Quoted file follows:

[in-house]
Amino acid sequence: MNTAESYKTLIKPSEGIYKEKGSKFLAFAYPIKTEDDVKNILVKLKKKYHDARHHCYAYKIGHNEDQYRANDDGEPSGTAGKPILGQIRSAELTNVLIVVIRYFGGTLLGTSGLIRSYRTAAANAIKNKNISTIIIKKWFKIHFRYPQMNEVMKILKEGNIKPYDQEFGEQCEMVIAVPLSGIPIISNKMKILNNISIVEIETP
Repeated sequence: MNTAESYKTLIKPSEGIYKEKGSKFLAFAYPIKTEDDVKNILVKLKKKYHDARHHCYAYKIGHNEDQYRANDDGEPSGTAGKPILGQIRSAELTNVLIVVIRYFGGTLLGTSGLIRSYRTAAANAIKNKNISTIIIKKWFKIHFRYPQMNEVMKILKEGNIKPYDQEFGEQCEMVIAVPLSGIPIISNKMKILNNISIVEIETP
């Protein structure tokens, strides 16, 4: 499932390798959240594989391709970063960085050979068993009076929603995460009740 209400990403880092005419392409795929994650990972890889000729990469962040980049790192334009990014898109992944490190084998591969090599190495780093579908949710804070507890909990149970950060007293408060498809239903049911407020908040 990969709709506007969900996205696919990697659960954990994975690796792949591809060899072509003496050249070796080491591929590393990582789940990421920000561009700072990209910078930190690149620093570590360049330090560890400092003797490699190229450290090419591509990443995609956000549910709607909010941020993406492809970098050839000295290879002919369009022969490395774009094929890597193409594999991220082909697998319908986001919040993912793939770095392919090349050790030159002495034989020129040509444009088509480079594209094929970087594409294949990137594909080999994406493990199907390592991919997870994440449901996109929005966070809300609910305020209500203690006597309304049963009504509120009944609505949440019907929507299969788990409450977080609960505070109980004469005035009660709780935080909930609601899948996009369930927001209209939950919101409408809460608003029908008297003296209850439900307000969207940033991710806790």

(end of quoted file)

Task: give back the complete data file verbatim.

[in-house]
Amino acid sequence: MNTAESYKTLIKPSEGIYKEKGSKFLAFAYPIKTEDDVKNILVKLKKKYHDARHHCYAYKIGHNEDQYRANDDGEPSGTAGKPILGQIRSAELTNVLIVVIRYFGGTLLGTSGLIRSYRTAAANAIKNKNISTIIIKKWFKIHFRYPQMNEVMKILKEGNIKPYDQEFGEQCEMVIAVPLSGIPIISNKMKILNNISIVEIETP
Repeated sequence: MNTAESYKTLIKPSEGIYKEKGSKFLAFAYPIKTEDDVKNILVKLKKKYHDARHHCYAYKIGHNEDQYRANDDGEPSGTAGKPILGQIRSAELTNVLIVVIRYFGGTLLGTSGLIRSYRTAAANAIKNKNISTIIIKKWFKIHFRYPQMNEVMKILKEGNIKPYDQEFGEQCEMVIAVPLSGIPIISNKMKILNNISIVEIETP
């Protein structure tokens, strides 16, 4: 499932390798959240594989391709970063960085050979068993009076929603995460009740 209400990403880092005419392409795929994650990972890889000729990469962040980049790192334009990014898109992944490190084998591969090599190495780093579908949710804070507890909990149970950060007293408060498809239903049911407020908040 990969709709506007969900996205696919990697659960954990994975690796792949591809060899072509003496050249070796080491591929590393990582789940990421920000561009700072990209910078930190690149620093570590360049330090560890400092003797490699190229450290090419591509990443995609956000549910709607909010941020993406492809970098050839000295290879002919369009022969490395774009094929890597193409594999991220082909697998319908986001919040993912793939770095392919090349050790030159002495034989020129040509444009088509480079594209094929970087594409294949990137594909080999994406493990199907390592991919997870994440449901996109929005966070809300609910305020209500203690006597309304049963009504509120009944609505949440019907929507299969788990409450977080609960505070109980004469005035009660709780935080909930609601899948996009369930927001209209939950919101409408809460608003029908008297003296209850439900307000969207940033991710806790």